The purpose of the bill is to prevent any government from being tempted—and from giving in to the temptation—to take this money and use it for other reasons, as was the case in tackling the deficit at one point. These days we could talk about tackling the debt.
The unemployed, the people in regions like the one I represent and those from other regions are the ones helping to pay down the debt.
That is why it is important to have legislation to stop people with designs on the surplus, which is currently between $1.5 billion and $2 billion a year. Let us not forget to whom we owe this surplus and how it came to be.
Let us not forget that there is a surplus because a certain amount of money is being taken directly out of the pockets of employers and workers.
There is a surplus and there are needs. It is only fair that this money be used to meet these needs. However, that is not what is happening. The needs are far from being met, which is causing a growing gap. Not so long ago, the surplus was $8 billion and the gap was quite large. Now we are talking about a surplus between $1.5 billion and $2 billion.
This evening, members of this House passed a bill at second reading stage. In my opinion, this is a good step in seeking justice, but the battle is far from over.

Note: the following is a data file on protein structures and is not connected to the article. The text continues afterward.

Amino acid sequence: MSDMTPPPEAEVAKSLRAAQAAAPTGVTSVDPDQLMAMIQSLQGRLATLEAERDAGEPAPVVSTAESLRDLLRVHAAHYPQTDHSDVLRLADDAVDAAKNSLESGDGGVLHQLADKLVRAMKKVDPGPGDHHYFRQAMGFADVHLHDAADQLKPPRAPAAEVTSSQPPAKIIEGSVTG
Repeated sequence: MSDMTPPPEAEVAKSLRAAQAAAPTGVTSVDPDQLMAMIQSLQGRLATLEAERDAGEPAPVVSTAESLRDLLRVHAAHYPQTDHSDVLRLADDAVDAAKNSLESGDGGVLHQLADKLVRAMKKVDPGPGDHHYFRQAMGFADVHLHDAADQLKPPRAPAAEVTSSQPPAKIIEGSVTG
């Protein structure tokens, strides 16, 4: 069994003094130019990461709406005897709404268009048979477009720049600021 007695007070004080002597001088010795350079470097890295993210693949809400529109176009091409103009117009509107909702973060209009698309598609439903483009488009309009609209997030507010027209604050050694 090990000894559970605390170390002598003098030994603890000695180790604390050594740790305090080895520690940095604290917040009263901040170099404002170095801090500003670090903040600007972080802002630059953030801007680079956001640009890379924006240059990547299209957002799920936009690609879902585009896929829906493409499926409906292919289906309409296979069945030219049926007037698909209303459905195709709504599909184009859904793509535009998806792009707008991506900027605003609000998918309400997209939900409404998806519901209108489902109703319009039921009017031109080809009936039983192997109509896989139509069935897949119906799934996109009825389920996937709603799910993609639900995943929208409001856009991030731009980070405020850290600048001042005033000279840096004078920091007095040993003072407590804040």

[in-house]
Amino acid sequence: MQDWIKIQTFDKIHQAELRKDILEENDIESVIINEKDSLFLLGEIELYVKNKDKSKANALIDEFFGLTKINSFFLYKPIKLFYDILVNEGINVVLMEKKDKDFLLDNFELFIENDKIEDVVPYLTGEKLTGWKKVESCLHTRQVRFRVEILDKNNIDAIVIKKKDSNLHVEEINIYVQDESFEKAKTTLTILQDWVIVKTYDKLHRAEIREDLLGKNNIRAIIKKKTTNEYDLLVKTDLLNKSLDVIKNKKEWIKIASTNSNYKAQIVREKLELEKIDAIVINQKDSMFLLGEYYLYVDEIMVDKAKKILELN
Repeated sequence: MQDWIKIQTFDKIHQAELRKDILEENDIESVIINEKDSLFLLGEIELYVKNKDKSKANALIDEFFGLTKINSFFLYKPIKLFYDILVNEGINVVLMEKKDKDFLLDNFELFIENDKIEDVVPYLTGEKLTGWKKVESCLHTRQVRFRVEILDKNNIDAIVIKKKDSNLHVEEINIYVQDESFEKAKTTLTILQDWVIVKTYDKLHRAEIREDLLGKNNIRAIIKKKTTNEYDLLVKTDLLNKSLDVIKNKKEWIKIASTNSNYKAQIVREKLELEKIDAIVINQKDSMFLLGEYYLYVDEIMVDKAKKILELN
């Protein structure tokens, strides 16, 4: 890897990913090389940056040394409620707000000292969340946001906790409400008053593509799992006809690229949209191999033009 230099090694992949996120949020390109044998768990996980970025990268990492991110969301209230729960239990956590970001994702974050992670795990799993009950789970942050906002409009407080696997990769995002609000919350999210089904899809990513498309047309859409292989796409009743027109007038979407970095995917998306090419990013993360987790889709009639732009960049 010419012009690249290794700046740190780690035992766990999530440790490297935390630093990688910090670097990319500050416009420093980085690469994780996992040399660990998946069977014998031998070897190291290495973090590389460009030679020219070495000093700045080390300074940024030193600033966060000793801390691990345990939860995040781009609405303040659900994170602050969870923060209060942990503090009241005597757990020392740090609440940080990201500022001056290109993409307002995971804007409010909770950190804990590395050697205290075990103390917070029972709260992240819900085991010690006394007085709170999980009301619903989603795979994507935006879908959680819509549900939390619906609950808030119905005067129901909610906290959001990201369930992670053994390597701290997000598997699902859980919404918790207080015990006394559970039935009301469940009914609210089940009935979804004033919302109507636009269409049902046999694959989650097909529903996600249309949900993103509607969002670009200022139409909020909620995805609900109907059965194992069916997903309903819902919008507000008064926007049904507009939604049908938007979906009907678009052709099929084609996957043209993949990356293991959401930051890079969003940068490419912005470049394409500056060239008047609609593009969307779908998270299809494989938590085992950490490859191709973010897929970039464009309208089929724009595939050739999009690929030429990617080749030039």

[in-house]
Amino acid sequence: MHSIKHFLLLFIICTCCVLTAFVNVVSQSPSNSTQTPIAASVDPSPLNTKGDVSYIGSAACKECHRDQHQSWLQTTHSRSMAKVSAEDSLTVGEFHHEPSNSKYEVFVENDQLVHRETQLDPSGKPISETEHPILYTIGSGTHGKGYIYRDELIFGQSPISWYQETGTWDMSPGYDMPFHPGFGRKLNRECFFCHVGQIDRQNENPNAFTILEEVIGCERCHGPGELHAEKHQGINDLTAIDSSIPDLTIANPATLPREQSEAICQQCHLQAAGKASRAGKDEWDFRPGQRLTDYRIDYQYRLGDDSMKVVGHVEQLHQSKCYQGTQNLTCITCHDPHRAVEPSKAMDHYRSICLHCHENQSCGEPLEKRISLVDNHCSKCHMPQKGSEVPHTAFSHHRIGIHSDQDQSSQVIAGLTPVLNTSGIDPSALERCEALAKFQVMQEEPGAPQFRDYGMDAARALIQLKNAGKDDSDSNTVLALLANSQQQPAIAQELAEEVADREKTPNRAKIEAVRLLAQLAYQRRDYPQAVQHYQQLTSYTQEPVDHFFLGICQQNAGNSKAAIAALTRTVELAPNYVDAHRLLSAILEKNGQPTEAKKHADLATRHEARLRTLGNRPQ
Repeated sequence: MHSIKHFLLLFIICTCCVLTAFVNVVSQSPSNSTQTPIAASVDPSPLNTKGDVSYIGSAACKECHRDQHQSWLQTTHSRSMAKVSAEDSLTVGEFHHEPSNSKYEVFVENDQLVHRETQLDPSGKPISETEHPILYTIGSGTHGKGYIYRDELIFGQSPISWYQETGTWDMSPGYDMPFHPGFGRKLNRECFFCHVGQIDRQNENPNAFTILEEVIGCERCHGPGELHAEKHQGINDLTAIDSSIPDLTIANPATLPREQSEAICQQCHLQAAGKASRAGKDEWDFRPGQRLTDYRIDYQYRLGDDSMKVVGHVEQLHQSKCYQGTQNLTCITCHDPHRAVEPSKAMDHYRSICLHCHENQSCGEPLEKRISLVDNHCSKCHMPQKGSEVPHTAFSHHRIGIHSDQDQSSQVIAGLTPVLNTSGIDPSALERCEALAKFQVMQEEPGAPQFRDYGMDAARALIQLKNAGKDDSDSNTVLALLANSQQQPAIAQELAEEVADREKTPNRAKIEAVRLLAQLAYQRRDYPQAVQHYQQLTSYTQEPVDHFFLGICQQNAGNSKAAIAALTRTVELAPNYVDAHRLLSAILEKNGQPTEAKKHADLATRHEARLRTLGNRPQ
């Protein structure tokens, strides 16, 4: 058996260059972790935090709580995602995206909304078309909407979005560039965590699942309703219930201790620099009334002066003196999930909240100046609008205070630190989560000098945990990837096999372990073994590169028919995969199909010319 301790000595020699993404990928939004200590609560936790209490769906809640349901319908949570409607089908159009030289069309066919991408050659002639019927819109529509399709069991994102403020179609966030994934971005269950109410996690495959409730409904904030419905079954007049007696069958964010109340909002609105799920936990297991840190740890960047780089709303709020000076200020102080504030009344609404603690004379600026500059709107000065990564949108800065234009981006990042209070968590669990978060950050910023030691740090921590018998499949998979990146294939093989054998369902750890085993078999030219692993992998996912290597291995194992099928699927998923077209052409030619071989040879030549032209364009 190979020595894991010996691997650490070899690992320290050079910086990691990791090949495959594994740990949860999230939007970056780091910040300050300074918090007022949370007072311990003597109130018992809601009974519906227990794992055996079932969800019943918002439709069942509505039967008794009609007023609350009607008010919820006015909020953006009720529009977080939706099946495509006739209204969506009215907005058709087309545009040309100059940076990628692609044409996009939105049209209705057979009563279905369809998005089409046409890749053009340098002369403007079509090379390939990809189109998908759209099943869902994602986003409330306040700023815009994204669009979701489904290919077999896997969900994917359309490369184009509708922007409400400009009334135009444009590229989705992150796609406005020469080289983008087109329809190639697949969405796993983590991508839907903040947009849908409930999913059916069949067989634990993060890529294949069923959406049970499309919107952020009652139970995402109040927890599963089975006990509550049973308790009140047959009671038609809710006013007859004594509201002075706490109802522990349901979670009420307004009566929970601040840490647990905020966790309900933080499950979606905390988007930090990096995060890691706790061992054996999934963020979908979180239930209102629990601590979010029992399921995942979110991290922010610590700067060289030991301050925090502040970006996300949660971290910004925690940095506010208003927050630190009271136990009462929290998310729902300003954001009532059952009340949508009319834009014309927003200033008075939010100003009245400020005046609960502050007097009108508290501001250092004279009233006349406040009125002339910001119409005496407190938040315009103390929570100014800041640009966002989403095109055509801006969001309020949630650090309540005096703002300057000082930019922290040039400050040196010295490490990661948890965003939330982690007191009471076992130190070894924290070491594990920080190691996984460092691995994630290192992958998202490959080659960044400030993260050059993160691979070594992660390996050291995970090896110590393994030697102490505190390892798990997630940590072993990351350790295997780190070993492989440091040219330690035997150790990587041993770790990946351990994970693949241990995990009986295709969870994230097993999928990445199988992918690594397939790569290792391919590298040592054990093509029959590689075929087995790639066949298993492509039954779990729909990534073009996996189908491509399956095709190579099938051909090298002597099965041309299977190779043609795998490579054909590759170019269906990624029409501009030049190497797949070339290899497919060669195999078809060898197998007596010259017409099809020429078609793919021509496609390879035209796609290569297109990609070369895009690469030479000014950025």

We have to prevent every government, even a minority government, from dipping into this fund. We are told it is a virtual fund, but that is not so. Workers pay a premium to the employer, which makes this far from being virtual. This money goes directly to the government's coffers. Unfortunately, under the current conditions, we cannot fully trust the government, even though it is a minority, because we see that this money is being used for completely different purposes.
I would like to talk about what is called the summary of the bill, a bill that amends the method for setting the premium rate in the Employment Insurance Act. It also amends a number of provisions in that act with respect to the Employment Insurance Account. The summary is divided into four parts, including one dealing with setting the premium rate.
The bill provides that every year the Canada Employment Insurance Commission will set the premium rate and cause a report to be sent to the Minister of Human Resources and Social Development. The annual report shall contain, among other things, the reasons behind the chosen premium rate.
The report shall also include any recommendations that the commission considers necessary for the improvement of the employment insurance system. The bill provides also that the Employment Insurance Account will no longer form part of the accounts of Canada. This is where we will stop the injustices from occurring. The amounts paid into the Employment Insurance Account will become part of the assets of the Canada Employment Insurance Commission, and the commission will manage them in the best interests of the contributors and beneficiaries under the employment insurance system. In other words, this money will truly serve the interests and needs of the people who pay into the system.
The bill provides that the commissioners who will represent employees and employers shall be appointed from a list of nominees provided by associations representing employees and employers in Canada.
The bill also provides that the government shall pay back, over a period deemed appropriate, the amounts owed to the system, including those used by the government for purposes that did not serve the system.